December 22, 2010

Death of Elias Tembenis Ruled Vaccine Induced

The Vaccine Injury Compensation Program has ruled that the death of Elias Tembenis, son of Harry and Gina Tembenis, board members of the National Autism Association, was a DTaP vaccine injury.

"Conclusion: Petitioners have satisfied the legal requirements for proving that Elias’s December 26, 2000 DTaP vaccination was a legal cause of his epilepsy and death."

The ruling can be found here.

December 17, 2010

JAMA Confirms that Mitochondrial Dysfunction at Play in Autism

From the Journal of the American Medical Association:

Mitochondrial Dysfunction in Autism

1. Cecilia Giulivi, PhD;
2. Yi-Fan Zhang, BS;
3. Alicja Omanska-Klusek, MS;
4. Catherine Ross-Inta, BS;
5. Sarah Wong, BS;
6. Irva Hertz-Picciotto, PhD;
7. Flora Tassone, PhD;
8. Isaac N. Pessah, PhD

[+] Author Affiliations

Author Affiliations: Department of Molecular Biosciences, School of Veterinary Medicine (Drs Giulivi and Pessah, Mr Zhang, and Mss Omanska-Klusek, Ross-Inta, and Wong), Departments of Public Health Sciences (Dr Hertz-Picciotto) and Biochemistry and Molecular Medicine (Dr Tassone), School of Medicine (Drs Hertz-Picciotto and Tassone), and Center for Children's Environmental Health and Disease Prevention (Drs Hertz-Picciotto and Pessah), and Medical Investigations of Neurodevelopmental Disorders Institute (Drs Hertz-Picciotto, Tassone, and Pessah), University of California, Davis.


Context Impaired mitochondrial function may influence processes highly dependent on energy, such as neurodevelopment, and contribute to autism. No studies have evaluated mitochondrial dysfunction and mitochondrial DNA (mtDNA) abnormalities in a well-defined population of children with autism.

Objective To evaluate mitochondrial defects in children with autism.

Design, Setting, and Patients Observational study using data collected from patients aged 2 to 5 years who were a subset of children participating in the Childhood Autism Risk From Genes and Environment study in California, which is a population-based, case-control investigation with confirmed autism cases and age-matched, genetically unrelated, typically developing controls, that was launched in 2003 and is still ongoing. Mitochondrial dysfunction and mtDNA abnormalities were evaluated in lymphocytes from 10 children with autism and 10 controls.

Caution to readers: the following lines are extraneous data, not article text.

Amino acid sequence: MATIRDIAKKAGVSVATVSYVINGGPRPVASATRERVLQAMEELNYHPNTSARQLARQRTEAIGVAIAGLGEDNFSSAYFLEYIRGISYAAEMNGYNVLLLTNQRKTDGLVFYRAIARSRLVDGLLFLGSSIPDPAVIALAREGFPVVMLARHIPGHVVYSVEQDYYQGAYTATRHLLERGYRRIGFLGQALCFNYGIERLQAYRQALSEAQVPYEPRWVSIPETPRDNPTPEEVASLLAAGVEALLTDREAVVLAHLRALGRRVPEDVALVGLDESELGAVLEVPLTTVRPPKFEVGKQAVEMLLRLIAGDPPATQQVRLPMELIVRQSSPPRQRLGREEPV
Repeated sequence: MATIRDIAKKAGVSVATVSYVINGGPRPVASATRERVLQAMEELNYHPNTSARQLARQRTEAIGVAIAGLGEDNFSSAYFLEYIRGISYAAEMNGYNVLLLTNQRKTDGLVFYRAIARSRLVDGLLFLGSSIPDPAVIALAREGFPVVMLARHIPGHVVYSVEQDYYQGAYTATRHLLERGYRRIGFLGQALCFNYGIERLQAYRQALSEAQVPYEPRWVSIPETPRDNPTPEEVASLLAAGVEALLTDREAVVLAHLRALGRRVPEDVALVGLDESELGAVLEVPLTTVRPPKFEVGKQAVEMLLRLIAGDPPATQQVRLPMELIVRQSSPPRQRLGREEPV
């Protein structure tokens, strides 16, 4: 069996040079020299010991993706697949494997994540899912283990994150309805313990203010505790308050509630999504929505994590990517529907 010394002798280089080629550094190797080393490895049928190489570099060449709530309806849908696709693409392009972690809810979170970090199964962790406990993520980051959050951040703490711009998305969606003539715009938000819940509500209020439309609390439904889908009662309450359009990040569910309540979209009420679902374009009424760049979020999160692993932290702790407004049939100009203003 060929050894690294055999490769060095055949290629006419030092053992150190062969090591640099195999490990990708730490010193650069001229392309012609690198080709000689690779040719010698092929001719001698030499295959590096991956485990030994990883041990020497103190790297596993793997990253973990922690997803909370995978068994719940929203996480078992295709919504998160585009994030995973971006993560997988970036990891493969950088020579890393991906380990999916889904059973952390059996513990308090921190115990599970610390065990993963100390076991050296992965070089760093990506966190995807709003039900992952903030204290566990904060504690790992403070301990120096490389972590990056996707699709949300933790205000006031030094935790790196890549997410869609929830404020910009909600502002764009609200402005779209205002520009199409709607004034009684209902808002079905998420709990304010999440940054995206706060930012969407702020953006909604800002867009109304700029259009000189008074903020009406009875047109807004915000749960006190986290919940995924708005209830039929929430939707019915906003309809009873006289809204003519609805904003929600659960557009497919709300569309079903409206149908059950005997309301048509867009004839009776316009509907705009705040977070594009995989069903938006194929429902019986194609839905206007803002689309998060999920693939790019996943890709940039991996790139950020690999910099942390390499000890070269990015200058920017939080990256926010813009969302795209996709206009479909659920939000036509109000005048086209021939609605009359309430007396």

Main Outcome Measures Oxidative phosphorylation capacity, mtDNA copy number and deletions, mitochondrial rate of hydrogen peroxide production, and plasma lactate and pyruvate.

Results The reduced nicotinamide adenine dinucleotide (NADH) oxidase activity (normalized to citrate synthase activity) in lymphocytic mitochondria from children with autism was significantly lower compared with controls (mean, 4.4 [95% confidence interval {CI}, 2.8-6.0] vs 12 [95% CI, 8-16], respectively; P = .001). The majority of children with autism (6 of 10) had complex I activity below control range values. Higher plasma pyruvate levels were found in children with autism compared with controls (0.23 mM [95% CI, 0.15-0.31 mM] vs 0.08 mM [95% CI, 0.04-0.12 mM], respectively; P = .02). Eight of 10 cases had higher pyruvate levels but only 2 cases had higher lactate levels compared with controls. These results were consistent with the lower pyruvate dehydrogenase activity observed in children with autism compared with controls (1.0 [95% CI, 0.6-1.4] nmol × [min × mg protein]−1 vs 2.3 [95% CI, 1.7-2.9] nmol × [min × mg protein]−1, respectively; P = .01). Children with autism had higher mitochondrial rates of hydrogen peroxide production compared with controls (0.34 [95% CI, 0.26-0.42] nmol × [min × mg of protein]−1 vs 0.16 [95% CI, 0.12-0.20] nmol × [min × mg protein]−1 by complex III; P = .02). Mitochondrial DNA overreplication was found in 5 cases (mean ratio of mtDNA to nuclear DNA: 239 [95% CI, 217-239] vs 179 [95% CI, 165-193] in controls; P = 10−4). Deletions at the segment of cytochrome b were observed in 2 cases (ratio of cytochrome b to ND1: 0.80 [95% CI, 0.68-0.92] vs 0.99 [95% CI, 0.93-1.05] for controls; P = .01).

Conclusion In this exploratory study, children with autism were more likely to have mitochondrial dysfunction, mtDNA overreplication, and mtDNA deletions than typically developing children.